As I pulled into the parking lot I quit reminiscing and began putting my things together for the day’s hunt as the sun was starting to burn on the eastern horizon. I was filled with anticipation and optimism of how this day would unfold – so much so that I walked 50 yards away from the vehicle before realizing I’d neglected to grab any ammunition for my rifle.

“What an idiot,” I said, scolding myself for not mentally being in the game.

Finally, with all of the necessities in tow including ammo, I set out on the 45-minute hike to the hunting grounds. After I gained some elevation, I was walking through an inch of fresh snow from the storm the night before. This is perfect, I thought to myself as I picked my way through the pines to my vantage point above the drainages.

Upon my arrival to my glassing spot, I took off my day pack and began to assess the situation with my binoculars when, “BOOM,” a rifle shot rang out from a quarter-mile up the drainage. I carefully glassed the opposing hillside watching for movement instigated by the first gun shot of the season. This produced 15 head of elk, including a small six-point that I watched go over the peak about 1,500 yards from my location. After coming to the conclusion that the gun shot had spooked any elk over a year old out of the area for the time-being, I curiously made my way towards the direction of the shot to see if the hunter needed any assistance. Given the fact that I was hunting alone, as I’d done throughout the entire season, I figured that making a few friends in the field couldn’t hurt since I could be the one needing assistance at some point. I tracked down the hunters that had fired the shot and chatted with them for a short while finding out that they had cow tags and had missed the one they saw.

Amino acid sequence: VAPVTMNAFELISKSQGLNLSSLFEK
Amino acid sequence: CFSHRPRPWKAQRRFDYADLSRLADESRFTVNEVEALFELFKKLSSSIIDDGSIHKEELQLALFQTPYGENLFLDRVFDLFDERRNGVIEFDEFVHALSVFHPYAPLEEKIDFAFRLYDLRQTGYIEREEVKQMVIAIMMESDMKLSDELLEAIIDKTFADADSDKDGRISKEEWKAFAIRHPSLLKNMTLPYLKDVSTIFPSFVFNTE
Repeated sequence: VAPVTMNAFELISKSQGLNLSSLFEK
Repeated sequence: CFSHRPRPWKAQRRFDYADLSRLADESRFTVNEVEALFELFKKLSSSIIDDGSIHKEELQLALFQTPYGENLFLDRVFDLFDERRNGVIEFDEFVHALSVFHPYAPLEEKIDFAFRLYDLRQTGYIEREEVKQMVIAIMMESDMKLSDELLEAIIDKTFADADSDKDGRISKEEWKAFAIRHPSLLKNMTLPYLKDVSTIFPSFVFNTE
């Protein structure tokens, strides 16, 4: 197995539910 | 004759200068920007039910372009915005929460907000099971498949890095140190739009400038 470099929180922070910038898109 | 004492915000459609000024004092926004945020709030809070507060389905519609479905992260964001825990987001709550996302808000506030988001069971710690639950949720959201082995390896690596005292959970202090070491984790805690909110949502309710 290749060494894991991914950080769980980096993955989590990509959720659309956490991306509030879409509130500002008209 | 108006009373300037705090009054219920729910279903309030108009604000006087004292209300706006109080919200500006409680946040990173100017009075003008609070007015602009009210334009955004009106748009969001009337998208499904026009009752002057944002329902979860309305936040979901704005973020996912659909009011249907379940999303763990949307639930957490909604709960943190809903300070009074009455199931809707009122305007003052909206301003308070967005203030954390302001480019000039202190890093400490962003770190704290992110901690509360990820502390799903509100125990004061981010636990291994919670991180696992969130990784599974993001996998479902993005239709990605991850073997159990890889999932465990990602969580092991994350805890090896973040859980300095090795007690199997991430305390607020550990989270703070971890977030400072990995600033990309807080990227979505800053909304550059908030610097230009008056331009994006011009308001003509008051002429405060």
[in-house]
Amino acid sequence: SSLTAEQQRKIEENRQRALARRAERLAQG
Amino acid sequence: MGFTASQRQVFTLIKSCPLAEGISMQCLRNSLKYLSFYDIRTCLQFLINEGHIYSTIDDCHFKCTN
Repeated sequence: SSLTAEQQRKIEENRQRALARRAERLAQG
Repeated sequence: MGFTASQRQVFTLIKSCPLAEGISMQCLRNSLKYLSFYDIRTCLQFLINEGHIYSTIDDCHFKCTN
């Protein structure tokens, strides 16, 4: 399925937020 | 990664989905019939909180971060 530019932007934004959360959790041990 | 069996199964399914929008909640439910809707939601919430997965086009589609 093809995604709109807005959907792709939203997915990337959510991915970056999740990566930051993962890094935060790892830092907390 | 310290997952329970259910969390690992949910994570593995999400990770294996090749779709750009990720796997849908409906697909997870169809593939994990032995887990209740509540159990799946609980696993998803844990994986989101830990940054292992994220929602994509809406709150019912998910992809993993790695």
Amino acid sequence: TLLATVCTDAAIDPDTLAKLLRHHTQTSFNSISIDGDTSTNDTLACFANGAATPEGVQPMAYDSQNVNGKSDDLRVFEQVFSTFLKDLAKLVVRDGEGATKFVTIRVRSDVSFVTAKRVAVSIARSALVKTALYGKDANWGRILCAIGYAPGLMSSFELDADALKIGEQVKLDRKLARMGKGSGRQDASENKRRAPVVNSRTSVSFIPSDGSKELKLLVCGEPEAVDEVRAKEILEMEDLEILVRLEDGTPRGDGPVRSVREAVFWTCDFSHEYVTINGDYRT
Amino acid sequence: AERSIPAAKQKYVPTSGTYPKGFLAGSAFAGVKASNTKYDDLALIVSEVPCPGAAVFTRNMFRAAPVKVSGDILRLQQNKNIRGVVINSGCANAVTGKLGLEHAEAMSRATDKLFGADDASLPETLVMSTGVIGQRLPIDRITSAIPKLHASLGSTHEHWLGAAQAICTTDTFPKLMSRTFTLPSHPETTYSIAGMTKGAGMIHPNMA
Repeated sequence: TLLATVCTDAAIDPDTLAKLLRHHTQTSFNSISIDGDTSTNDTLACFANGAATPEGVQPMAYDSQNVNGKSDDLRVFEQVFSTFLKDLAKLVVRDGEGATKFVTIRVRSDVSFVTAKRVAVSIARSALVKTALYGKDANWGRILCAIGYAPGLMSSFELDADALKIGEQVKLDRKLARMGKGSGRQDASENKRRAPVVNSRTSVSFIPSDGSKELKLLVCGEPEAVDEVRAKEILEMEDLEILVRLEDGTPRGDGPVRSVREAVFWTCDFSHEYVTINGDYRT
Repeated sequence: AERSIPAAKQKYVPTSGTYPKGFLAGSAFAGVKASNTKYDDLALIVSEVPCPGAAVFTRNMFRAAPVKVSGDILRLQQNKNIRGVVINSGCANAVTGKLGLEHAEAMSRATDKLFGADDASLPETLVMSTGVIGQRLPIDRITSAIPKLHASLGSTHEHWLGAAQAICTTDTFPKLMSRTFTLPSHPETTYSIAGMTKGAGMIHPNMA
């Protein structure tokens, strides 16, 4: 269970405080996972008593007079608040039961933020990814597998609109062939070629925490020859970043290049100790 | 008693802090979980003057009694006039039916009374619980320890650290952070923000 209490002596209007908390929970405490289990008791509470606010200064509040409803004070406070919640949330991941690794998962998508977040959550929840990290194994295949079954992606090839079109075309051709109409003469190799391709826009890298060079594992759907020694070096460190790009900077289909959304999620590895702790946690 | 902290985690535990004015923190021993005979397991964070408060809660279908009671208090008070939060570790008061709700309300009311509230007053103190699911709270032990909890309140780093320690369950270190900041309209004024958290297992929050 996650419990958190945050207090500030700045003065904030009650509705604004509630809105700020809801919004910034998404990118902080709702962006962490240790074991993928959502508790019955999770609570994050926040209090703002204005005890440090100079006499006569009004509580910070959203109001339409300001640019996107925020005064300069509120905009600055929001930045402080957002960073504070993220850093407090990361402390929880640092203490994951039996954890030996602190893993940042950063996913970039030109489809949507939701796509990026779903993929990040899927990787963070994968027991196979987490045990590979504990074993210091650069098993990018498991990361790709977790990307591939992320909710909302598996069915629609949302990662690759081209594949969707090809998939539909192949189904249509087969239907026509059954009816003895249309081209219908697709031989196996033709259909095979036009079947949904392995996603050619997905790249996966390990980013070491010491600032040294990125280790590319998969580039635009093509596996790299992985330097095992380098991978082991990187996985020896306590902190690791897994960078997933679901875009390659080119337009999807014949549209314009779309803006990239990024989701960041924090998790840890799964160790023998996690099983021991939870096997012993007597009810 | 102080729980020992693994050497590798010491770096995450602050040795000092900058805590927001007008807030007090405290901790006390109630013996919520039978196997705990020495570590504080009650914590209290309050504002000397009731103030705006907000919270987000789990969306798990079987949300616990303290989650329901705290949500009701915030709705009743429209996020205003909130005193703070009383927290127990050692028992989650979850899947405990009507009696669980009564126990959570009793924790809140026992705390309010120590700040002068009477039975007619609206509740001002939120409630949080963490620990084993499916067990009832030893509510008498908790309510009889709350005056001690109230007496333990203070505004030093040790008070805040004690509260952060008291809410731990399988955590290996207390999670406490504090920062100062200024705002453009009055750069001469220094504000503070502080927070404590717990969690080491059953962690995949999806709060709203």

It was midmorning at this point and I thought it could be productive to take a sit and watch approach to the rest of the day’s hunt with other hunters in the area milling around. I found one of my many vantage points where I was semi-secluded from the wind and glassed the sparse timber for movement the rest of the day seeing a small herd of five or six elk with a nicely proportioned five-point. “You can do better,” I told myself as I watched them lay down on the hillside.